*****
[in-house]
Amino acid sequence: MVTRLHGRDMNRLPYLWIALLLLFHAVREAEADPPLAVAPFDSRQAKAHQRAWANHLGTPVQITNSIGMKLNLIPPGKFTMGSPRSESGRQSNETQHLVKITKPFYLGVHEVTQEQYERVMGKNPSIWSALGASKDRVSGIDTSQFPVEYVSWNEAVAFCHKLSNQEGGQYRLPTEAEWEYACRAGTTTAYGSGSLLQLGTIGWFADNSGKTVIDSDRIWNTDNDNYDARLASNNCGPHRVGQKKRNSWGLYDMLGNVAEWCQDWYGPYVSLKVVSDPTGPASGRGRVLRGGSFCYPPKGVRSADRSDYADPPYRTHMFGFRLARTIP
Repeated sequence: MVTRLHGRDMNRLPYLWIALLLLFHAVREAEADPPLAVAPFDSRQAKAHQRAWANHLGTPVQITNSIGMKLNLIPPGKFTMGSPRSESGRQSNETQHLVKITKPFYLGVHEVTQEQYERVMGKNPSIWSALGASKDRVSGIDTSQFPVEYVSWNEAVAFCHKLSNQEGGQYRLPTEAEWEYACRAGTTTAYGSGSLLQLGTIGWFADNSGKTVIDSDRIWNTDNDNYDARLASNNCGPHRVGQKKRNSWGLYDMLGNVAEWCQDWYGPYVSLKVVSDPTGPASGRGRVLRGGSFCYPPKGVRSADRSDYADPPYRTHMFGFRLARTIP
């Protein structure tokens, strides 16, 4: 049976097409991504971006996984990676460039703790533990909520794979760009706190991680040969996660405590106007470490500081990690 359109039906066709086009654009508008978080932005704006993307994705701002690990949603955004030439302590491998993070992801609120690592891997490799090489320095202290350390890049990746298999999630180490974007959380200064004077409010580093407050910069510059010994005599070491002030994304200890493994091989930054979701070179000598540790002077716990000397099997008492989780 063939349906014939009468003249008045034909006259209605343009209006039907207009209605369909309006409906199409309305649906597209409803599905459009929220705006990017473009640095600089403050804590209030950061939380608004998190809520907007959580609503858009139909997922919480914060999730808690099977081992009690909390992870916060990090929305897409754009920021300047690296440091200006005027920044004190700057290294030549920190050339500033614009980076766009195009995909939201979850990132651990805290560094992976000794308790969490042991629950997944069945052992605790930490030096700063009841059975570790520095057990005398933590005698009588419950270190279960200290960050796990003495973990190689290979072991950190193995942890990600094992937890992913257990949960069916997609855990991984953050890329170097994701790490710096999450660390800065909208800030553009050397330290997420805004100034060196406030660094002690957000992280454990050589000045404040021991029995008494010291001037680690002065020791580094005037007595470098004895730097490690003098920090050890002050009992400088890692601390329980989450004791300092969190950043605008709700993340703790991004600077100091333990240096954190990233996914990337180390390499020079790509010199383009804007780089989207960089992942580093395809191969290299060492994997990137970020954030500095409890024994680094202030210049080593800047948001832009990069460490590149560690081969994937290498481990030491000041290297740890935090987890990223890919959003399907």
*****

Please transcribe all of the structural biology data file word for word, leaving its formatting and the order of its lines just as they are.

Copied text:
[in-house]
Amino acid sequence: MVTRLHGRDMNRLPYLWIALLLLFHAVREAEADPPLAVAPFDSRQAKAHQRAWANHLGTPVQITNSIGMKLNLIPPGKFTMGSPRSESGRQSNETQHLVKITKPFYLGVHEVTQEQYERVMGKNPSIWSALGASKDRVSGIDTSQFPVEYVSWNEAVAFCHKLSNQEGGQYRLPTEAEWEYACRAGTTTAYGSGSLLQLGTIGWFADNSGKTVIDSDRIWNTDNDNYDARLASNNCGPHRVGQKKRNSWGLYDMLGNVAEWCQDWYGPYVSLKVVSDPTGPASGRGRVLRGGSFCYPPKGVRSADRSDYADPPYRTHMFGFRLARTIP
Repeated sequence: MVTRLHGRDMNRLPYLWIALLLLFHAVREAEADPPLAVAPFDSRQAKAHQRAWANHLGTPVQITNSIGMKLNLIPPGKFTMGSPRSESGRQSNETQHLVKITKPFYLGVHEVTQEQYERVMGKNPSIWSALGASKDRVSGIDTSQFPVEYVSWNEAVAFCHKLSNQEGGQYRLPTEAEWEYACRAGTTTAYGSGSLLQLGTIGWFADNSGKTVIDSDRIWNTDNDNYDARLASNNCGPHRVGQKKRNSWGLYDMLGNVAEWCQDWYGPYVSLKVVSDPTGPASGRGRVLRGGSFCYPPKGVRSADRSDYADPPYRTHMFGFRLARTIP
């Protein structure tokens, strides 16, 4: 049976097409991504971006996984990676460039703790533990909520794979760009706190991680040969996660405590106007470490500081990690 359109039906066709086009654009508008978080932005704006993307994705701002690990949603955004030439302590491998993070992801609120690592891997490799090489320095202290350390890049990746298999999630180490974007959380200064004077409010580093407050910069510059010994005599070491002030994304200890493994091989930054979701070179000598540790002077716990000397099997008492989780 063939349906014939009468003249008045034909006259209605343009209006039907207009209605369909309006409906199409309305649906597209409803599905459009929220705006990017473009640095600089403050804590209030950061939380608004998190809520907007959580609503858009139909997922919480914060999730808690099977081992009690909390992870916060990090929305897409754009920021300047690296440091200006005027920044004190700057290294030549920190050339500033614009980076766009195009995909939201979850990132651990805290560094992976000794308790969490042991629950997944069945052992605790930490030096700063009841059975570790520095057990005398933590005698009588419950270190279960200290960050796990003495973990190689290979072991950190193995942890990600094992937890992913257990949960069916997609855990991984953050890329170097994701790490710096999450660390800065909208800030553009050397330290997420805004100034060196406030660094002690957000992280454990050589000045404040021991029995008494010291001037680690002065020791580094005037007595470098004895730097490690003098920090050890002050009992400088890692601390329980989450004791300092969190950043605008709700993340703790991004600077100091333990240096954190990233996914990337180390390499020079790509010199383009804007780089989207960089992942580093395809191969290299060492994997990137970020954030500095409890024994680094202030210049080593800047948001832009990069460490590149560690081969994937290498481990030491000041290297740890935090987890990223890919959003399907």